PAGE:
NPR’s Planet Money created a compelling graphic to illustrate how different jobs compare in terms of the risk of getting killed on the clock. While police and fire fighters may come to mind as being the deadliest occupations, fishermen actually have the highest risk per 100,000 workers of losing their lives.
Fishing is inherently a dangerous profession, but there are many ways to make it safer that deserve attention. One is catch share management, which ends the race to fish and relieves some of the pressure on fishermen to be on the water in the worst weather because they’re afraid the fishing season will be cut off. Read more about the impact catch shares have had on safety here.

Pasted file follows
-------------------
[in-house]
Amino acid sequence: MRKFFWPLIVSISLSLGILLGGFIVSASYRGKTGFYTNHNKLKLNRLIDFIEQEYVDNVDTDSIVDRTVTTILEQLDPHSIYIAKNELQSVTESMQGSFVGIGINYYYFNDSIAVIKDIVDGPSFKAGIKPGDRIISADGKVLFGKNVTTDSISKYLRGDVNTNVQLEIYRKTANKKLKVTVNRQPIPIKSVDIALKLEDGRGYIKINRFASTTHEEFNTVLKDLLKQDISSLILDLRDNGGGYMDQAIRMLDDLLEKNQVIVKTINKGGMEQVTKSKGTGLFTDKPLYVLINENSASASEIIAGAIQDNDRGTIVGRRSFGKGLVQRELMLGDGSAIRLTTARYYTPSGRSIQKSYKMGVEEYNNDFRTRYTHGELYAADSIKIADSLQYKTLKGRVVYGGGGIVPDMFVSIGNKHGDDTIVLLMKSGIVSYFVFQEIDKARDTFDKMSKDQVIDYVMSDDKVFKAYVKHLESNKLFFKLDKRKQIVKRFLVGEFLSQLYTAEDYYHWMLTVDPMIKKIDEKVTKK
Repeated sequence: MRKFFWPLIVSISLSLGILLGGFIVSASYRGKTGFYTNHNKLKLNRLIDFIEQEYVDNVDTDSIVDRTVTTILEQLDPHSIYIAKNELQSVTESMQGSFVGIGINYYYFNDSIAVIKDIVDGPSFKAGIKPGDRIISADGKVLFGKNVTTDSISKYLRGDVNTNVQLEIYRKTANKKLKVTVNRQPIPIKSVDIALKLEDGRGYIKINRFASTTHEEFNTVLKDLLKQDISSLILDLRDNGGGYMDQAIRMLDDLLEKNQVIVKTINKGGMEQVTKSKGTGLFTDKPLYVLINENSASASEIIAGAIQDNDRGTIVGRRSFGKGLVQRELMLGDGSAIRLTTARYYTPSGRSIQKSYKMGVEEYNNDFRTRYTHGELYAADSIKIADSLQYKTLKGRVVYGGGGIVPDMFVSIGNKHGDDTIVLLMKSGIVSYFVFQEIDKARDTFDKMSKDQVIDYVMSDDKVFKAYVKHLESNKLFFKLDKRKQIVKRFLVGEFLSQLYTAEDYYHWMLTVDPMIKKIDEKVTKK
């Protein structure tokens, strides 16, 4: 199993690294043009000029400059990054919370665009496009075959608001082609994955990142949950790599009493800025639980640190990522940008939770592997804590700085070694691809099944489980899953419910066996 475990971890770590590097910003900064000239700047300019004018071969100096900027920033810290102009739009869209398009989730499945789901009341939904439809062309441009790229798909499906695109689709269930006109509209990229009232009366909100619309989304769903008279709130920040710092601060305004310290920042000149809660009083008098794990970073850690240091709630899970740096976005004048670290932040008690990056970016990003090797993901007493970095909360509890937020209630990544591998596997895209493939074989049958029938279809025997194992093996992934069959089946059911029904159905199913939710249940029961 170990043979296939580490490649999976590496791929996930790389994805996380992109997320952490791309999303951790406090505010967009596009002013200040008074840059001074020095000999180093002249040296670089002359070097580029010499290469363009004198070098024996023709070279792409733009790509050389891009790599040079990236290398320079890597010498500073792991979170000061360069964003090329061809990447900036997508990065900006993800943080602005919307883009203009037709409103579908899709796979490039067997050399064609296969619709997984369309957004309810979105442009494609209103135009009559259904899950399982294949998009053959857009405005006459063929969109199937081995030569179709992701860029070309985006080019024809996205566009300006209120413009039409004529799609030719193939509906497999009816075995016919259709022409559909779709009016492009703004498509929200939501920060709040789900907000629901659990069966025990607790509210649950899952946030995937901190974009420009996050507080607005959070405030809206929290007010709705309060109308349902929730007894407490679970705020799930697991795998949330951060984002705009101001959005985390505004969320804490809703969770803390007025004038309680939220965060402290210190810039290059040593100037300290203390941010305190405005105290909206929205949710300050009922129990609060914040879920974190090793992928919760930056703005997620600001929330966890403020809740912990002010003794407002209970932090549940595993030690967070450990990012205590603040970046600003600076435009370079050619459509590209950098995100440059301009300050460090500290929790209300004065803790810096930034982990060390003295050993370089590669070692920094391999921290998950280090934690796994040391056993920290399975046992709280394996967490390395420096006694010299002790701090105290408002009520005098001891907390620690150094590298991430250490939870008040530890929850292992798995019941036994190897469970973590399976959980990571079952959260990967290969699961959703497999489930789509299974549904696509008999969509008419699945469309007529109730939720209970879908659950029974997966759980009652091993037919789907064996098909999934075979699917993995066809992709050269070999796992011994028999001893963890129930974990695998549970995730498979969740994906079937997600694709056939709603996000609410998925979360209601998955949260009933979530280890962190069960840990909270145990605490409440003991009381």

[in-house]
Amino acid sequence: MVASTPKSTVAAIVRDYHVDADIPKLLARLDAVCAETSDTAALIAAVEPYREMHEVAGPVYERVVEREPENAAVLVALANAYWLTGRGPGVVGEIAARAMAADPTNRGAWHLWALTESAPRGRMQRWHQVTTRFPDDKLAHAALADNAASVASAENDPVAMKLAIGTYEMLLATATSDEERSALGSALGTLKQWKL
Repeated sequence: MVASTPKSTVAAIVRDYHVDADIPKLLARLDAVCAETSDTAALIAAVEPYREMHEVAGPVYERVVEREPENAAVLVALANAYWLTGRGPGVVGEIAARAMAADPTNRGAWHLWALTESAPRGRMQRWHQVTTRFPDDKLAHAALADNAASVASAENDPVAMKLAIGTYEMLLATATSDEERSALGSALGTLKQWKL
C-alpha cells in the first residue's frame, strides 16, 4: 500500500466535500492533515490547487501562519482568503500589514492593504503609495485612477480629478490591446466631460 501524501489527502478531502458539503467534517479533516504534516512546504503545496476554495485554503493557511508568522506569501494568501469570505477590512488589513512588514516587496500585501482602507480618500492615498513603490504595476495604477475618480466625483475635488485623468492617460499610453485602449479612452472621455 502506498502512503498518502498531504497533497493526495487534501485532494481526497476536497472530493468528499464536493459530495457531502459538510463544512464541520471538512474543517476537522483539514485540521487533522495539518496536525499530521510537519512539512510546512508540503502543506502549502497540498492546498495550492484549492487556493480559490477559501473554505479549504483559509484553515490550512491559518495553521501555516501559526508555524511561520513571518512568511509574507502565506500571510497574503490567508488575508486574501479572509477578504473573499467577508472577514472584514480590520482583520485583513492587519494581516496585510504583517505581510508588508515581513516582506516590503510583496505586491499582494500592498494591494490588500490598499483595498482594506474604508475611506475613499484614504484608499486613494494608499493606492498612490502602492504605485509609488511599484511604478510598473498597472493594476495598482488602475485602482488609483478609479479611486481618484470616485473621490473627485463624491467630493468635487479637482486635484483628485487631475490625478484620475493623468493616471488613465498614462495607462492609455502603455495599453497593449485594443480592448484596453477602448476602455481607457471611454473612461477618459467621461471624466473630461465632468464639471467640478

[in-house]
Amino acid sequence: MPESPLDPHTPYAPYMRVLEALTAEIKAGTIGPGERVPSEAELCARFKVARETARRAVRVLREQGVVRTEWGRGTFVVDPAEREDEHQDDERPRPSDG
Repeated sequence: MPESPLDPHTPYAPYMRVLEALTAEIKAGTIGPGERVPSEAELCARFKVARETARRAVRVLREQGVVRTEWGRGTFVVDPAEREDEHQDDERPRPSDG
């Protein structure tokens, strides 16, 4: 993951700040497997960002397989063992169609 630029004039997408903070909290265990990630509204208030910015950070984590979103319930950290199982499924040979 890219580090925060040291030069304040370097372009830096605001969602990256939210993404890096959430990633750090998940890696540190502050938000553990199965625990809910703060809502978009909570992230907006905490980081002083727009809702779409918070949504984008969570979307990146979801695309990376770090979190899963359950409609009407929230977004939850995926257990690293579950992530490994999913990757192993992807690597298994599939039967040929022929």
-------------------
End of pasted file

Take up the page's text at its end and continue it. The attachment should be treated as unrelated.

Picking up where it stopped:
Source: Bureau Of Labor Statistics
Credit: Jess Jiang and Lam Thuy Vo /NPR
In Sunday’s Anchorage Daily News story: Deadliest Catch? Salmon, Not Crab, fisheries journalist Laine Welch writes about new statistics on where fishing fatalities are the worst. It turns out crab in the Bering Sea is not the deadliest catch. That fishery claimed the lives of 12 crabbers since 2000, while other fisheries saw many more deaths [Gulf of Mexico shrimp (55), Atlantic scallop (44) and Alaska salmon (39)].
Welch says the Bering Sea crabbers attribute the increased safety to the shift to catch share management in 2005. She explains that only one life has been lost since 2005, compared to 77 deaths between 1991 and 2005.